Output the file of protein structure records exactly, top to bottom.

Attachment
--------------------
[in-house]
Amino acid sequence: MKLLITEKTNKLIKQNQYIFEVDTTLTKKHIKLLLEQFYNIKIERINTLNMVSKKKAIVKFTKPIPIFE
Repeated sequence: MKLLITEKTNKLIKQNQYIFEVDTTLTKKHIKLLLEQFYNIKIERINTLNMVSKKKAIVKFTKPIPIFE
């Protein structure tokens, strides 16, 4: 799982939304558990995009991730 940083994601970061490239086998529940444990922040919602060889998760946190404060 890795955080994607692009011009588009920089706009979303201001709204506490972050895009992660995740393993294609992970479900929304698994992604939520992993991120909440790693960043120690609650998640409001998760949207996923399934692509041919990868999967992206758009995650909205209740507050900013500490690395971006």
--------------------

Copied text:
[in-house]
Amino acid sequence: MKLLITEKTNKLIKQNQYIFEVDTTLTKKHIKLLLEQFYNIKIERINTLNMVSKKKAIVKFTKPIPIFE
Repeated sequence: MKLLITEKTNKLIKQNQYIFEVDTTLTKKHIKLLLEQFYNIKIERINTLNMVSKKKAIVKFTKPIPIFE
């Protein structure tokens, strides 16, 4: 799982939304558990995009991730 940083994601970061490239086998529940444990922040919602060889998760946190404060 890795955080994607692009011009588009920089706009979303201001709204506490972050895009992660995740393993294609992970479900929304698994992604939520992993991120909440790693960043120690609650998640409001998760949207996923399934692509041919990868999967992206758009995650909205209740507050900013500490690395971006």